The Miyazaki prefecture on the island of Kyushu, famous for supplying Waygu cattle, experienced an epizootic of FMD between April and August 2010.  The last outbreak there had been experienced ten years prior.  Confirmation of the disease was slow, contributing to its spread among cattle, water buffalo, swine, sheep, and goats.  Disease was controlled using vaccination to slaughter.  Almost 300,000 animals were slaughtered to control the disease.  Free status without vaccination was granted by OIE in February 2011.

South Korea 2010-2011

South Korea brought 2 outbreaks of FMD quickly under control in early 2010, then was caught seemingly off-guard by an outbreak that spread rapidly and persisted through the winter.  There was hope the disease had stopped spreading and animal movement restrictions were lifted in early April only to have the disease identified in new herds later in the month.  The situation was not resolved as of late May 2011.  Since late November 2010 a total of 3.5 million cattle and pigs were culled for disease control at a cost approaching 2.7 billion dollars (US).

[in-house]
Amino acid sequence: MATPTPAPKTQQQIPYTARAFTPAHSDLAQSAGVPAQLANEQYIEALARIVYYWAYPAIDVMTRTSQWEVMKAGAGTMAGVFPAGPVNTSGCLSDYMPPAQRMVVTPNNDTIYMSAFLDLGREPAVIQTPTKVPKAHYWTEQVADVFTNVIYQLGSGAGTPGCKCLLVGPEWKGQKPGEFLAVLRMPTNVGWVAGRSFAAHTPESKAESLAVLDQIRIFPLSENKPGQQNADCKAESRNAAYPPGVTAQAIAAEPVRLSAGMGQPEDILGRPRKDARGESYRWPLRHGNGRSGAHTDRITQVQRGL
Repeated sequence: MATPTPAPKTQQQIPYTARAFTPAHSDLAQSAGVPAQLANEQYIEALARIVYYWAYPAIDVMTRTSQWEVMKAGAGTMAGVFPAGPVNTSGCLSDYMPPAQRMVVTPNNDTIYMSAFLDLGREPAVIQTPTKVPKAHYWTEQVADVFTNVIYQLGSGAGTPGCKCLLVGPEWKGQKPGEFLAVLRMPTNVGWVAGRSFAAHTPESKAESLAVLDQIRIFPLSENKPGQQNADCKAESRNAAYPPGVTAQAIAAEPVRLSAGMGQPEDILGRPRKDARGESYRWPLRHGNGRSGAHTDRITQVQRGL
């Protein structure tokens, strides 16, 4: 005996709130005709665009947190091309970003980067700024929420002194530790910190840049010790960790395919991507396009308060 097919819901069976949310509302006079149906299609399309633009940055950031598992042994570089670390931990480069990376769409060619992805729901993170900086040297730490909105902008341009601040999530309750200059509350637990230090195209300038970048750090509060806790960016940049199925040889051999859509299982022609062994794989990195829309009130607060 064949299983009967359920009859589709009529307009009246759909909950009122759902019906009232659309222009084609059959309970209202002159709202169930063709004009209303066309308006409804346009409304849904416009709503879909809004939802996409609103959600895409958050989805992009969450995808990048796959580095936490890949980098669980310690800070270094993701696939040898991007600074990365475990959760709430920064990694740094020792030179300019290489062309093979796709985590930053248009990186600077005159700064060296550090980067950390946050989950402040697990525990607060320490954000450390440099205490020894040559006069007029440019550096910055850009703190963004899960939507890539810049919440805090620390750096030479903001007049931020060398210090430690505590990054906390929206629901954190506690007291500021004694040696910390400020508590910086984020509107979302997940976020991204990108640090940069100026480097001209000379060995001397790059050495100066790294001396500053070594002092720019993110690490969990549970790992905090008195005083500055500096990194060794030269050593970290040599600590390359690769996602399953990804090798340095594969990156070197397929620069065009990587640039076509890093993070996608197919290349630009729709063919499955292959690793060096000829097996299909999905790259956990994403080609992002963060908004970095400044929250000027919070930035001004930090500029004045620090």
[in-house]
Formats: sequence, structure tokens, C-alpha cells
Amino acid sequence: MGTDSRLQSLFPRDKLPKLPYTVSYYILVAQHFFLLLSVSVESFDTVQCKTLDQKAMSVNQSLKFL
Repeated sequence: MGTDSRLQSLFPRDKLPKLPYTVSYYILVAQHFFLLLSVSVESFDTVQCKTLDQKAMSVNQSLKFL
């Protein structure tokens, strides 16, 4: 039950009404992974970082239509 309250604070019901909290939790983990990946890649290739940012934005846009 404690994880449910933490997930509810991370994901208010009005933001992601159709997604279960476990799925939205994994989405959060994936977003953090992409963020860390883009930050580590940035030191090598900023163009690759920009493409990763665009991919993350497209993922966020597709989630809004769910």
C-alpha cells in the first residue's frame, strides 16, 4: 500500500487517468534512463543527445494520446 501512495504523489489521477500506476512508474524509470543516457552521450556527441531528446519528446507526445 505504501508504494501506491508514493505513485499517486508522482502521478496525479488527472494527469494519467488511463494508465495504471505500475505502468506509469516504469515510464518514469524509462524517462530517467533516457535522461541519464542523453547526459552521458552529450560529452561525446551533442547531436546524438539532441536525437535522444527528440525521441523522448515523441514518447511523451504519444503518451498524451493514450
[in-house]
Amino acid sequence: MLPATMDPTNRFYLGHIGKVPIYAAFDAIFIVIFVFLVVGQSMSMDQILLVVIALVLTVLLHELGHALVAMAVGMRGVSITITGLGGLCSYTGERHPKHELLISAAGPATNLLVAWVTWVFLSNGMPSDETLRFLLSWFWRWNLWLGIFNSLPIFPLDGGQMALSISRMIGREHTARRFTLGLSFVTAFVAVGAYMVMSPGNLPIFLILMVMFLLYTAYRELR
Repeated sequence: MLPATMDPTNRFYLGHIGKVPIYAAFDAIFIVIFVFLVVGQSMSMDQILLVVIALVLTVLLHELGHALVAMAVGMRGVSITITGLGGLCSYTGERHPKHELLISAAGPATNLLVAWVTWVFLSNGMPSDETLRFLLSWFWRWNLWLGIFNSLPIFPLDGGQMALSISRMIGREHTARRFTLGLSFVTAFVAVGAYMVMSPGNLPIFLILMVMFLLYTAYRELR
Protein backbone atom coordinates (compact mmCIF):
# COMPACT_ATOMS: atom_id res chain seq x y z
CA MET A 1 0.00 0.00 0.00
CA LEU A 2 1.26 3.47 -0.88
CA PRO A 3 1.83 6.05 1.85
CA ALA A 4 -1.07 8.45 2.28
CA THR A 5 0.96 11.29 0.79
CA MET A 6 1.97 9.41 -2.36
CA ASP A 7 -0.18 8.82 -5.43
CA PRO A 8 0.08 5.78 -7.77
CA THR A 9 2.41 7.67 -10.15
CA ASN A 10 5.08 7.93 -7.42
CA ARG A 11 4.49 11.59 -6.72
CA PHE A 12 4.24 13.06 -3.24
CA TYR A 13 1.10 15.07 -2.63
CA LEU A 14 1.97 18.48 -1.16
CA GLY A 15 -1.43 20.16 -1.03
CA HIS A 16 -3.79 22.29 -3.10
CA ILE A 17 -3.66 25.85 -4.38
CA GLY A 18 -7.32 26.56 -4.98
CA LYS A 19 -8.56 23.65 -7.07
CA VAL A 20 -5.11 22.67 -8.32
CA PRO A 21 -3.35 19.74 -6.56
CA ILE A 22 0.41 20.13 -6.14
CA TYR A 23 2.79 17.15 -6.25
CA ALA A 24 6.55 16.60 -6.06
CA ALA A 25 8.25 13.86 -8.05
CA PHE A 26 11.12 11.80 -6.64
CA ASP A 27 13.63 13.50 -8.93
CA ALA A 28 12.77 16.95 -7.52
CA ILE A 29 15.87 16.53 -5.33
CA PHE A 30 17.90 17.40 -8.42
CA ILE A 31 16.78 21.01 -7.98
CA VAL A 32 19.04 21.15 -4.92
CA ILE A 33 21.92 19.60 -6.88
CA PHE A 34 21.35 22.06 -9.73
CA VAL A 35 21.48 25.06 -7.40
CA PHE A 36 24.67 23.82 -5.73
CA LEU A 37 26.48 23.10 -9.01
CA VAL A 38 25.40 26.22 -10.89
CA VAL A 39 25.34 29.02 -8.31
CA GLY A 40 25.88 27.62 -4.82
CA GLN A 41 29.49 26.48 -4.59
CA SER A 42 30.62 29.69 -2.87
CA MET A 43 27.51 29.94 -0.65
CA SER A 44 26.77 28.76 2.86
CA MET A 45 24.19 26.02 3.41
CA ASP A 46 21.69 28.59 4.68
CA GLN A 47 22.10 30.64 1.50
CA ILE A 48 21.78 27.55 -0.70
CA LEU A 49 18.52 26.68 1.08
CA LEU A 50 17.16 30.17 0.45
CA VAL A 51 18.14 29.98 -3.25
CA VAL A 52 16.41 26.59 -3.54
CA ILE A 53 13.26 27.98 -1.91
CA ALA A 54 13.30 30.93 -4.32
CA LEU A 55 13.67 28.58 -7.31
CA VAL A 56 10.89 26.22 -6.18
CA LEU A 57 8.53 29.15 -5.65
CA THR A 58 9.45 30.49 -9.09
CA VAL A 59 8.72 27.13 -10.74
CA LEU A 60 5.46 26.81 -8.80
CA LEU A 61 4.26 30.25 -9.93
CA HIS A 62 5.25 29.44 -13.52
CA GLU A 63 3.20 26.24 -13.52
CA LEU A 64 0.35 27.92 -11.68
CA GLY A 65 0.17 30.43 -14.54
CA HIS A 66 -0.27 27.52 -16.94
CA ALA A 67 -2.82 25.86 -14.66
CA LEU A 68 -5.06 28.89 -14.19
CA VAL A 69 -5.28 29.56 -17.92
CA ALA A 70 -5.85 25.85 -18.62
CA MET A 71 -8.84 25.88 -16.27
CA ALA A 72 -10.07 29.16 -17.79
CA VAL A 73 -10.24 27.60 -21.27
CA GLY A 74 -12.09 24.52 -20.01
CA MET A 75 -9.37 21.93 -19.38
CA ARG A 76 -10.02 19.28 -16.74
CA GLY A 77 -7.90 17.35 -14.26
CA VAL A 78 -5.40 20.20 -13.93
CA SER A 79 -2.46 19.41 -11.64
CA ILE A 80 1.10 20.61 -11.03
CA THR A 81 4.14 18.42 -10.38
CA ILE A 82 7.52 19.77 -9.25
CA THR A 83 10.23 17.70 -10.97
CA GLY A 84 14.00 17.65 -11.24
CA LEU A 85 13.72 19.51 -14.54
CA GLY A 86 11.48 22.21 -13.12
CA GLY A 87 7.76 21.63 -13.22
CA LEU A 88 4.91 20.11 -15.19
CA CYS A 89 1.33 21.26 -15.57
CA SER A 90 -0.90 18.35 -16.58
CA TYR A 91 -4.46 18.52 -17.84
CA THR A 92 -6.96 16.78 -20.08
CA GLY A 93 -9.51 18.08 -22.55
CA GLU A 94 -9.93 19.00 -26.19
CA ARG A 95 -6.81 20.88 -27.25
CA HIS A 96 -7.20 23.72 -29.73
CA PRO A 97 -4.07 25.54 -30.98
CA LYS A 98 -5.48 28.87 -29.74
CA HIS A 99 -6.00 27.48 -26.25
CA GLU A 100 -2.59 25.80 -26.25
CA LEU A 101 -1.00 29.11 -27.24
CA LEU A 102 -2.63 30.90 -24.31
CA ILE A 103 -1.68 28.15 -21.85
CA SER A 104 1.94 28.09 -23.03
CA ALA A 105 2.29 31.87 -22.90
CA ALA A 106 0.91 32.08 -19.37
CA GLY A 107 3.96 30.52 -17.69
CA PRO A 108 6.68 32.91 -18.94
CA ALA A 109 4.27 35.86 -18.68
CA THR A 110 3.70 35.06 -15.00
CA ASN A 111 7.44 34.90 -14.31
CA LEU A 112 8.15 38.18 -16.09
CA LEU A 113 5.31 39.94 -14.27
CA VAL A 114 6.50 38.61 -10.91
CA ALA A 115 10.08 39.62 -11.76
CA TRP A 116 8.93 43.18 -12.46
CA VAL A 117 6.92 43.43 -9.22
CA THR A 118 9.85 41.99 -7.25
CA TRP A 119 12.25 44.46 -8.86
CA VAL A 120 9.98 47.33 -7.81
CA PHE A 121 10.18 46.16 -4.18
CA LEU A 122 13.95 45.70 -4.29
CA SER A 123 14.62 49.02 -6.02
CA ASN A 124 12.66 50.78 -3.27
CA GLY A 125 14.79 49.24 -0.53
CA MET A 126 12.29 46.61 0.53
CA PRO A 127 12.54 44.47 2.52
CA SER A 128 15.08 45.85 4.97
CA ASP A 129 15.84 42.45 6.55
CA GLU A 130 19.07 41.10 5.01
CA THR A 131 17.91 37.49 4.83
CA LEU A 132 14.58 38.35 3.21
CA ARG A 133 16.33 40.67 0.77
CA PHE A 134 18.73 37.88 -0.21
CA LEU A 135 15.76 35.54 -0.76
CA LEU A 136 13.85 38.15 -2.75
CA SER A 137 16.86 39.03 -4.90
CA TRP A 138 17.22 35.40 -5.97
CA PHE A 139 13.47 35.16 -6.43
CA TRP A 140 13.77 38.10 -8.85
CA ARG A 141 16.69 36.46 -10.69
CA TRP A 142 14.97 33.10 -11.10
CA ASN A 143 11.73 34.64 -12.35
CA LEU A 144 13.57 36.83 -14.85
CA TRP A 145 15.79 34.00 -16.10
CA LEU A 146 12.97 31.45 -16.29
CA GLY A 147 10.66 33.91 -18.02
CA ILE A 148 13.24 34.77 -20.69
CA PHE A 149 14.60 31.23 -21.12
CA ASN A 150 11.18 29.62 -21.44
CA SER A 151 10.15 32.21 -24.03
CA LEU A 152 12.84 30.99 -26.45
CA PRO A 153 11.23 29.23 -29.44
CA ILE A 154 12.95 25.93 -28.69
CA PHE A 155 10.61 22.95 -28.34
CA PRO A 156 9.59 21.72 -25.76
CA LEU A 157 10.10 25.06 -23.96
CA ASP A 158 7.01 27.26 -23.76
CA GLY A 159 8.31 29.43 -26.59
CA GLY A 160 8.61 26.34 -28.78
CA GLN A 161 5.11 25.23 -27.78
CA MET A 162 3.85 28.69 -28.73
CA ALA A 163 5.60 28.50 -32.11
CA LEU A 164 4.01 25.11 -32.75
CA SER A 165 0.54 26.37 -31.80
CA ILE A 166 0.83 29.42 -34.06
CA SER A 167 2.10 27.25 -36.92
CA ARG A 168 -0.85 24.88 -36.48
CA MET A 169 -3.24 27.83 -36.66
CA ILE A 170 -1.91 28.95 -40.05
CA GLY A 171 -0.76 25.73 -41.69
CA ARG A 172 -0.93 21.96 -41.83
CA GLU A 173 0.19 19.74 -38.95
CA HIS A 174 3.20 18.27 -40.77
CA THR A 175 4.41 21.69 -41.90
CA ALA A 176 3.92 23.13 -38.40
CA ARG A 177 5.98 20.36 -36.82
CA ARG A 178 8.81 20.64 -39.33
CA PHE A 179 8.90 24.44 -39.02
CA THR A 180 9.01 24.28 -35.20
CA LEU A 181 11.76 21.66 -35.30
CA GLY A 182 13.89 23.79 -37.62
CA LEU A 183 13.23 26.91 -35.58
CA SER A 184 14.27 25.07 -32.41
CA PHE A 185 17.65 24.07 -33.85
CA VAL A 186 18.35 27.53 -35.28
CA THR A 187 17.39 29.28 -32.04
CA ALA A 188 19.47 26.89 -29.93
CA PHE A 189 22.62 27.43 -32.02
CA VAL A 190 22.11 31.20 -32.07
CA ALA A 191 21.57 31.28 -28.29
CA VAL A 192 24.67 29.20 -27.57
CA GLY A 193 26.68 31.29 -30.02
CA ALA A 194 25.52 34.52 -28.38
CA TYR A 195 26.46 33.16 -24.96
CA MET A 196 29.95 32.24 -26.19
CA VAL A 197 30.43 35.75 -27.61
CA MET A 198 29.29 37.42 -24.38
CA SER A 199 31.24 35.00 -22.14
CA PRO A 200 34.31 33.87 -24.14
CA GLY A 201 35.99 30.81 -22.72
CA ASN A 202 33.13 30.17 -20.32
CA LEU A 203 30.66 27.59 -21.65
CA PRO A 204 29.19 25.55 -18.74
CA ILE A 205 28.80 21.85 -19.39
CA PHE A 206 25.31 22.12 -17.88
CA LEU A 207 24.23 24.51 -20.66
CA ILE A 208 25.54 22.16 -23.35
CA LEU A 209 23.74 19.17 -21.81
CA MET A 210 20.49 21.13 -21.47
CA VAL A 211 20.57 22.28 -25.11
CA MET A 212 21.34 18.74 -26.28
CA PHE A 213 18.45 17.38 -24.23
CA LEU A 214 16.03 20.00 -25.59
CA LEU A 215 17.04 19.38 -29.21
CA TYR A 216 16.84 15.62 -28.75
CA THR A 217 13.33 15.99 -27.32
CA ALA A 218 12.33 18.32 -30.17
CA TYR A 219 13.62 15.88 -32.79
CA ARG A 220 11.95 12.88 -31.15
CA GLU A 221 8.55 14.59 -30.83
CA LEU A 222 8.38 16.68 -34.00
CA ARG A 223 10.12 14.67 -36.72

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Important Lessons from 2011 Dairy Industry Crisis Drills

In May I attended the first of three 2011 Dairy Industry Crisis Drills in which the featured scenario involves foot-and-mouth disease.  These drills were coordinated by Dairy Management Inc. (DMI), which manages the dairy check off program.  You may be familiar with the “Got Milk?” and “Fuel Up to Play 60” milk promotion campaigns sponsored by dairy check off funds.  In addition to these direct promotion efforts, DMI and related organizations invest in communications research and response strategies to address issues that may impact consumer confidence in, and consequently consumption of, dairy products.  The Dairy Response Center is an example of how DMI provides dairy producers with key information on issues of concern to consumers.

Back to the drill.  Rumors started circulating at the opening reception.  Over the next 24 hours, 90 people associated with the dairy industry from farm to processing plant participated in a facilitated discussion-based exercise.  Participants were seated in groups designated “Unified Command”, “National Operations Center”, “Joint Information Center”, “Dairy Promotion”, “Dairy Producers”, “Dairy Cooperatives”, and “US Dairy Exports”.  A variety of activities as groups and in break out sessions helped identify issues and concerns and the associated communications challenges.

Here are a few things I learned: